The boat is a common subject that appears over and over in Christopher Pratt's work. Pratt has said that boats define part of what Newfoundland is to him. For most of its history, Newfoundland and Labrador has been dependent on, and linked to the fishery and the sea, and boats are an inevitable part of this. Pratt is an avid boater and racer himself and this has had a great impact on his work. He says that "sailing on the ocean is an awe-inspiring experience; you sense the roundness of the world, feel open to the universe, unsheltered. It conditions your understanding of everything. The boat is an island on the sea with its onboard life-support systems, just as our planet is in space."
Pratt's first image of a boat was Boat in Sand (1961), which was selected for the National Gallery of Canada's Fourth Biennial Exhibition in 1961. Pratt said of the work, "I have always loved boats. When I was a boy, they were far more common, and far more important than cars. They said Newfoundland to me. I didn't intend this print as a symbol, but I did it at a time when it seemed to me that traditional and viable social structures were being systematically discredited in Newfoundland." Since this first boat image, the subject has appeared many times over the course of Pratt's career.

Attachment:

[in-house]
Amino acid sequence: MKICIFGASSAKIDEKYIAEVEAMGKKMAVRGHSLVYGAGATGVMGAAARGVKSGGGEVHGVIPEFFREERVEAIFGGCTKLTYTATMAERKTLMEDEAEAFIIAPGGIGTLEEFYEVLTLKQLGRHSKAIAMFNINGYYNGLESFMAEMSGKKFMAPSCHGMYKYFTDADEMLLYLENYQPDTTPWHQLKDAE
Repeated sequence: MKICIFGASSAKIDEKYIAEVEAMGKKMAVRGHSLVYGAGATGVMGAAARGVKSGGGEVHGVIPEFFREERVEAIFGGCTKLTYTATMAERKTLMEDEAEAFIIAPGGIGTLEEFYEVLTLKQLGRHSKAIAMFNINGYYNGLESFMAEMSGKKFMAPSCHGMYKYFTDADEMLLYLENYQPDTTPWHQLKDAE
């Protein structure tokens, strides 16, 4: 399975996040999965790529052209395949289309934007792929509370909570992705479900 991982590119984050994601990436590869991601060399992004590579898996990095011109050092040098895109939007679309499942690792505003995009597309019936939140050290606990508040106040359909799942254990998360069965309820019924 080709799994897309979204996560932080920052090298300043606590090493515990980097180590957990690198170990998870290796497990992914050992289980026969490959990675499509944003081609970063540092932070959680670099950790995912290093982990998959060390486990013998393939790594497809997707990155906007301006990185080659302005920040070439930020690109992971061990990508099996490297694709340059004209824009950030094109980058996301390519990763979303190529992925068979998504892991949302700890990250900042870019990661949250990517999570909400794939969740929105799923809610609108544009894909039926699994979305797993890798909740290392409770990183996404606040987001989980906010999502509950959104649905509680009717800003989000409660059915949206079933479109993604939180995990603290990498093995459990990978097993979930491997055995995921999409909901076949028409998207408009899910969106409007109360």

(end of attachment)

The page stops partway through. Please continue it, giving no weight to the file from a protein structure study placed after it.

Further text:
Another print called New Boat (1975), is very different from Boat in Sand (1961). Pratt says, "This print has less to do with sailing than with newness, that moment of possession: the boat - sleek, ruthless, and efficient, like a shark - hanging in the straps, ready to be lowered into the sea."
Boats also serve as a good example for Pratt's interest in drawing subjects "out of season." Pratt uses the example of a ball thrown in the air. Theoretically, at the apex, or the peak, of the ball's arc, it is still, moving neither up nor down.This is a moment Pratt often captures in his work. A boat out of the water, covered with a tarp, lifted in straps or stored in a shed. It is not fulfilling its purpose of being a sailing vessel. Instead, it is an entity in its own right, separate from its purpose.
is also very interested in and attracted to the shape of a boat out of
water. Like an iceberg, the most interesting part is hidden under the
water. It is only when a boat is not in the water that you are able to
see the keel and rudder or the shape that enables it to glide through